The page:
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Spurred by research from some of the nation’s leading energy-efficiency alliances, homeowners and contractors are showing renewed interest in hybrid electric heat pump water heaters.
One of the groups leading the charge to raise awareness for these products is the Northwest Energy Efficiency Alliance (NEEA), an alliance of more than 140 Northwest utilities, including Portland General Electric and Puget Sound Energy. NEEA’s website features an entertaining video comparing a standard water heater to a pair of scissors cutting a front lawn, while a heat pump water heater performs like a lawnmower. The website lets consumers know that a heat pump water heater can save them up to 60 percent in annual water heating bills, a quantum leap in efficiency over standard electric water heaters.
“Roughly 50 percent of all the homes in the U.S. have electric water heaters, and, in the average home, heating water accounts for about 18 percent of the total energy bill,” says Geoff Wickes, senior product manager for emerging technologies for NEEA. “Heat pump water heaters use just 30 percent of the energy of standard electric water heaters.”
Those savings, roughly $250 to $450 per year, per household, are usually enough to start the conversation with most consumers. Still, many contractors may be unaware of how heat pump water heater technology has improved over the last decade.
“The technology has matured significantly, and manufacturers are making very reliable products that offer a 10-year warranty,” Wickes adds. “This gives the homeowner the peace of mind and security that they’ll have significant savings, a reliable product, and no interruption of hot water. Plumbers should lead with the heat pump water heater solution if it’s the right application. A heat pump water heater creates a win for both the customer, who saves money, and the contractor, who will enjoy higher profit margins and more word-of-mouth referrals from happy customers.”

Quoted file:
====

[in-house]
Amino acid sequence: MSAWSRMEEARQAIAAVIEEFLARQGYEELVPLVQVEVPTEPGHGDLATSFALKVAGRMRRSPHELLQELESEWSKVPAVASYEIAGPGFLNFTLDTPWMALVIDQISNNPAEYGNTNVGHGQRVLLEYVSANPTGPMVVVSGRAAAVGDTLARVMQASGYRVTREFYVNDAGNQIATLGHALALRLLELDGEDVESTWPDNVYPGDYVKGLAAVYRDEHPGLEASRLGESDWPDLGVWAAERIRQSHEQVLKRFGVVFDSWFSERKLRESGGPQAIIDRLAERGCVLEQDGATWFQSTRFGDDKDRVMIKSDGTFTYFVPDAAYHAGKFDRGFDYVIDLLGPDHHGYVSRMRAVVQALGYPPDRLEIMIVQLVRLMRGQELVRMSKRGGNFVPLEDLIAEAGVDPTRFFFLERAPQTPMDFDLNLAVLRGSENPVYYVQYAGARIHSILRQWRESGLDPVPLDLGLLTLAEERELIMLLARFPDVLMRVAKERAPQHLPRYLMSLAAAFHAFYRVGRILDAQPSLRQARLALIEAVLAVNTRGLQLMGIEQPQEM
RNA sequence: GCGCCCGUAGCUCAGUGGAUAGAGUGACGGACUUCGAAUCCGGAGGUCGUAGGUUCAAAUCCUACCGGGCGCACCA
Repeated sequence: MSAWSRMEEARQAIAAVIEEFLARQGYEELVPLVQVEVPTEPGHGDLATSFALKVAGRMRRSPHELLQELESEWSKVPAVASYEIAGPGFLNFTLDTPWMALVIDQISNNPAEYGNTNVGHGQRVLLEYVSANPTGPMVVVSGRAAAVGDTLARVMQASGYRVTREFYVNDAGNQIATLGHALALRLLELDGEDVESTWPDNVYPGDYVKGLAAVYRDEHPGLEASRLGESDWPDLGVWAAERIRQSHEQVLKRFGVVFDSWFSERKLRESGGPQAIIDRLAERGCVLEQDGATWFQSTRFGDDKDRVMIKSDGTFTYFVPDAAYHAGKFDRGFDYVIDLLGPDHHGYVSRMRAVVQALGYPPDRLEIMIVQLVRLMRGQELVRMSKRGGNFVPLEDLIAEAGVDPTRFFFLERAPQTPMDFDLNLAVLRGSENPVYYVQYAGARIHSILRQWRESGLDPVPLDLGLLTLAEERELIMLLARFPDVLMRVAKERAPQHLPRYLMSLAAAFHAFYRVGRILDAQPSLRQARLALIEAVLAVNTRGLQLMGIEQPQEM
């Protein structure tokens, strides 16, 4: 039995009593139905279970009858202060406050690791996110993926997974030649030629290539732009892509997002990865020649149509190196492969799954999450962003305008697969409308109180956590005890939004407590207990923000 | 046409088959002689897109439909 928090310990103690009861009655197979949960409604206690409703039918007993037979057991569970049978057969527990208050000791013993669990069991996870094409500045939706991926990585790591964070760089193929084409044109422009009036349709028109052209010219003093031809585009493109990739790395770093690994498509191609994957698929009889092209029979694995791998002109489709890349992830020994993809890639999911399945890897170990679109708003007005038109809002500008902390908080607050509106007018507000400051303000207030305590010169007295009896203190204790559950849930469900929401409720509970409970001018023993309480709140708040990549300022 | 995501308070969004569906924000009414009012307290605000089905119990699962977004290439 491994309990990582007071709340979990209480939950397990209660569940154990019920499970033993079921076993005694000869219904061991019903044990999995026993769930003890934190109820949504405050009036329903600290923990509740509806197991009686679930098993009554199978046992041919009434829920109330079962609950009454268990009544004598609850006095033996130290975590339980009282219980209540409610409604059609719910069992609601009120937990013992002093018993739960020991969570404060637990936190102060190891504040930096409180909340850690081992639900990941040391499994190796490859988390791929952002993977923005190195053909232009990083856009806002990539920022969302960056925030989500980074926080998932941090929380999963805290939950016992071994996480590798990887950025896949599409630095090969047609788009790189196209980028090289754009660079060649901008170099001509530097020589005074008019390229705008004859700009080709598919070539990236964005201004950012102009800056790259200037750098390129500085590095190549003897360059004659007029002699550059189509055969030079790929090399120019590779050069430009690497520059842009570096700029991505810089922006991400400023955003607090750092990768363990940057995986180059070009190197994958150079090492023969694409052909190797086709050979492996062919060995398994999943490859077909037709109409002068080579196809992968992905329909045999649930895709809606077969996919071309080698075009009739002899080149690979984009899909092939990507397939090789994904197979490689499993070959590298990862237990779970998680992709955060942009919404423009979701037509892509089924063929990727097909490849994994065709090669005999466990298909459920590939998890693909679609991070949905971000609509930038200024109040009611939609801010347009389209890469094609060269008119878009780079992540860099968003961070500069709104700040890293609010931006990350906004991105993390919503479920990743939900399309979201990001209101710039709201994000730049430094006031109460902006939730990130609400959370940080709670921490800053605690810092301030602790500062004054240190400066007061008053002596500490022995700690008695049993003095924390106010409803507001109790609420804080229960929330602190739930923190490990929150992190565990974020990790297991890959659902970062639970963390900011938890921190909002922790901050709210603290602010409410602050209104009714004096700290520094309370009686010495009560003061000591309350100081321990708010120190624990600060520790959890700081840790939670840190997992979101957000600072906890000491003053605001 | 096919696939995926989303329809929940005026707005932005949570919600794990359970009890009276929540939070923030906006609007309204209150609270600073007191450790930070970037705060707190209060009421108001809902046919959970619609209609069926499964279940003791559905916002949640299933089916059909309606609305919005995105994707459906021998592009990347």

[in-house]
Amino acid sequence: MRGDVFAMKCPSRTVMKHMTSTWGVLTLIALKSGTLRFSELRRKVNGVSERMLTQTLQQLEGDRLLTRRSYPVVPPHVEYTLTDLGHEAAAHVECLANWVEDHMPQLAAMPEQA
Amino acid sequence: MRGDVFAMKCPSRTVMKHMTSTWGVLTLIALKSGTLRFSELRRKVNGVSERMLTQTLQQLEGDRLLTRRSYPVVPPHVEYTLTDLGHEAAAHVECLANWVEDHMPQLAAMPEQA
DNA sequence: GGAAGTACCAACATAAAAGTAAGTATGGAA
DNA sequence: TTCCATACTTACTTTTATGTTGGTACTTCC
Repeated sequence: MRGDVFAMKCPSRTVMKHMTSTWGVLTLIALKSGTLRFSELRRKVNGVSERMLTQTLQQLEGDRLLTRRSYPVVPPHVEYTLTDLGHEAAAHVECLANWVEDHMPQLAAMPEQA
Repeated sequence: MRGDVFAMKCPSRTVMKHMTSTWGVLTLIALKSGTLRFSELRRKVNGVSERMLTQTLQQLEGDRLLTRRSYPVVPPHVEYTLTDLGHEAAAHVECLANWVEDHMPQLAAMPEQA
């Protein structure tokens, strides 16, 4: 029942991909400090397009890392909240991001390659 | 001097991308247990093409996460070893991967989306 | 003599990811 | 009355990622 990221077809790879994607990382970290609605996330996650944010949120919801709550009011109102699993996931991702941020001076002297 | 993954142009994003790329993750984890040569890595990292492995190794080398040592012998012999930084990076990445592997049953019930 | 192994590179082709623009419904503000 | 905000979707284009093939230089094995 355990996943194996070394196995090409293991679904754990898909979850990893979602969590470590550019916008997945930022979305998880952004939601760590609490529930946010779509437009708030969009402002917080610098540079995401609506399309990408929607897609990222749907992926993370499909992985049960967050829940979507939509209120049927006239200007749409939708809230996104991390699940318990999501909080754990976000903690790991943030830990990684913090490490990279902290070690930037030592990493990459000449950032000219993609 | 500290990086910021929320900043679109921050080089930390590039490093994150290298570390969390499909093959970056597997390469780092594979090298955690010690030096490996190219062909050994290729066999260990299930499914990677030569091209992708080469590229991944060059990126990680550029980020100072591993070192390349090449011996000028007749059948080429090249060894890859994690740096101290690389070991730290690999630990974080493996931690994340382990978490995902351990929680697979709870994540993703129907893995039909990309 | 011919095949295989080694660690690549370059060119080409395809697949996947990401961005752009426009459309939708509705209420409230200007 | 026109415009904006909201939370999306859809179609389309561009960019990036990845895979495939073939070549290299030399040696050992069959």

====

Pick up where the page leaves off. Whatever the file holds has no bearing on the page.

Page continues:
NEEA estimates that heat pump water heaters could save the Northwest region 289 annual megawatts by 2035 — enough to provide hot water for more than 200,000 homes each year.
Some areas are prime candidates
Heat pump water heaters work well in almost every region of the U.S., but phenomenally well in warm, moist climates. For example, in a Florida garage installation, a heat pump water heater runs just a fraction of the time each day (45 minutes to 90 minutes) compared with a garage installation in the Pacific Northwest, where it runs 3 to 5 hours.
“This technology has been extensively tested in the Northwest, Northeast, California and Florida — and it works well in almost all regions and most applications,” Wickes says. “The product can be installed in basements, garages and utility rooms with sufficient space available or can be vented in installations where space is limited.”
Contractors across the country should ask whether their local utility is currently providing incentive programs for heat pump water heaters. Many electric and gas utilities across the country offer significant incentives on ENERGY STAR-qualified water heaters, up to $1,000 on heat pump water heaters.
In nine states, the utility incentives on heat pump water heaters are instant, which means contractors can apply the utility discount at the point of purchase from their regular plumbing wholesaler. Another common practice is for utilities to provide the rebate directly to their customers. To make rebates easier to find, A. O. Smith offers contractors a local incentives tool at HotWater.com, where you type in a zip code to find rebates.
Finding the right product and installer
The U.S. Department of Energy notes that optimizing the energy efficiency of heat pump water heaters requires proper installation and maintenance. Homeowners should rely on contractors who know how to find, install and maintain the best product for their home and climate.
“We have a cost-of-ownership calculator that lets us determine the payback period for a hybrid electric heat pump water heater like the ones in A. O. Smith’s Voltex line,” says Craig Aaker, operations manager for GreenSavers PDX in Portland, Oregon. “Homeowners may pay a little more upfront, but because of the energy efficiency, most will reach payback in as little as one to five years depending upon utility rebates.”
As the NEEA video illustrates, homeowners would never cut their grass with a pair of scissors. Yet many are willing to heat their water in a way that’s just as inefficient. Thanks to recent engineering advances, the stage is set for a surge in interest in heat pump water heater. Homeowner savings — and contractor margins — have gotten too big to ignore. l
David Chisolm is vice president of marketing for A.O. Smith’s North American water heater business.